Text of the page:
Quietly and without much fanfare, the Kyoto Hannaryz have rattled off five straight victories.
Rookie forward Josh Bostic has played a pivotal role in the team’s recent success, averaging 25.2 points per game in January, when the team posted a 5-1 record.
He is The Japan Times’ Offensive Player of the Month for January.
Bostic scored 19 points or more points in each game, had a pair of 27-point outings and a 36-point outburst against the Saitama Broncos on Jan. 10, which helped the team begin its current win streak.
On Jan. 14, Bostic went 15-for-18 from the free-throw line during a 27-point effort against the Tokyo Apache. It’s rare for a rookie in any pro league to attempt 18 foul shots, but it’s a strong reminder that Bostic is a physical presence on the court and a player who’s not afraid to be aggressive at any stage of a game.
In addition, Bostic is the league’s fifth-leading scorer (22.7 ppg) and is also No. 5 in steals (2.1 per game).
Bostic, who doesn’t turn 23 until May 12, has made an impact as a passer, too, including three or more assists in each January game.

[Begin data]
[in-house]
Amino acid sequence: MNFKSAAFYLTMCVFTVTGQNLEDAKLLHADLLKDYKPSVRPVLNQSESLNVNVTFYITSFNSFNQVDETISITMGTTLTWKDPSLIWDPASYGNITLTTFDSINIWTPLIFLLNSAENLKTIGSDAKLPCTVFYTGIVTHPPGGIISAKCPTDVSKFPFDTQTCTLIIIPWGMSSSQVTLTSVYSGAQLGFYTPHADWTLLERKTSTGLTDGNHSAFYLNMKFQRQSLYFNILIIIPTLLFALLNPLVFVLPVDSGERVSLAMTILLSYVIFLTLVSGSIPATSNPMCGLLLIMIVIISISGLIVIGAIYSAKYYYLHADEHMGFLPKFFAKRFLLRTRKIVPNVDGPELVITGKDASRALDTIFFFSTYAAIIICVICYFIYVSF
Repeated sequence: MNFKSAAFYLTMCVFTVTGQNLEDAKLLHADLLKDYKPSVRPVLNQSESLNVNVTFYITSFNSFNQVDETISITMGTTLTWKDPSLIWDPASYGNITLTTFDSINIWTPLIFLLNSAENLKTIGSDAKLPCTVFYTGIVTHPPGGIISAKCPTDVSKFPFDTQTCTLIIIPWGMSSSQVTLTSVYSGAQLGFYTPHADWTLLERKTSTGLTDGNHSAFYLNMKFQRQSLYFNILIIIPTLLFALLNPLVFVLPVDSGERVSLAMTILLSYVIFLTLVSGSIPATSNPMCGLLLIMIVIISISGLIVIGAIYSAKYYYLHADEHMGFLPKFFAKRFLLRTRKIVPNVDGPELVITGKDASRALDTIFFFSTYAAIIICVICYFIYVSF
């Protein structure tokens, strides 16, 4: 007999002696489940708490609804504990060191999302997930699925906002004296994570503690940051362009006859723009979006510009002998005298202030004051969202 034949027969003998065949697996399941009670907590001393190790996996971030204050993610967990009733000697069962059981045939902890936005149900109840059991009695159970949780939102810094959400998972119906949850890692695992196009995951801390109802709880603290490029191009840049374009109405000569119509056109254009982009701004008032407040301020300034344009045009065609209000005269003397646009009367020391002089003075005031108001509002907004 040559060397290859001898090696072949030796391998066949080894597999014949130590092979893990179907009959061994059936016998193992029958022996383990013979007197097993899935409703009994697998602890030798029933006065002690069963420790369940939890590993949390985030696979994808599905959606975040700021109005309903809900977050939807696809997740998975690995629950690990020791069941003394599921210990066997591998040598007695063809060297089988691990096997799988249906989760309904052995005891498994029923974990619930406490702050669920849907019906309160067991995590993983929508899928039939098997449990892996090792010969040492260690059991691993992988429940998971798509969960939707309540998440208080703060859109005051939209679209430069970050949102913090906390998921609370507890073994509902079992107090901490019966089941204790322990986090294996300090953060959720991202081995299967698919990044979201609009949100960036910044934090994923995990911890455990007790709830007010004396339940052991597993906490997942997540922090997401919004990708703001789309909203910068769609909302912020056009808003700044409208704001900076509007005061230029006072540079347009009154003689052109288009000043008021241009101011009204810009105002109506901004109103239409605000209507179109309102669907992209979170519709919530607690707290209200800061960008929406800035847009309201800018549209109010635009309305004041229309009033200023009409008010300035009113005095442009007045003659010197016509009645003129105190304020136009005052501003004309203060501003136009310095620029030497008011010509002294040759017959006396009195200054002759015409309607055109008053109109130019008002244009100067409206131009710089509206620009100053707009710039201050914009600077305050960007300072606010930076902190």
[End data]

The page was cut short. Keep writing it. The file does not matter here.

Bostic attended the University of Findlay (Ohio), where he led the school to a 36-0 record last season and the NCAA Division II title. He was named the D-II Player of the Year.
Defensive accolades: The Sendai 89ers held their opponents to less than 80 points in each of their six January games. Call it a blueprint for success.
Sendai leads the Eastern Conference in fewest points allowed per game (73.3). And the 89ers went 4-2 in the month, solidifying their grip on second place in the East.
The defensive backbone — the last line of defense — of coach Honoo Hamaguchi’s club consists of frontcourt mainstays Gyno Pomare and Chris Holm. They are among the league’s most accomplished rebounders; Holm is No. 1 (13.5 per game) and Pomare is fifth (12.3).
Holm, the starting center, and Pomare, a power forward, are The Japan Times’ Defensive Players of the Month for January.
Coaches around the league have spoken at length this season about the sheer physical presence of Sendai’s top two inside players and difficulties they create in terms of matchups and trying to fend off their brute strength.
Strong consideration also went to Takamatsu Five Arrows guard Yu Okada, who is third in the league in steals (2.2 per game).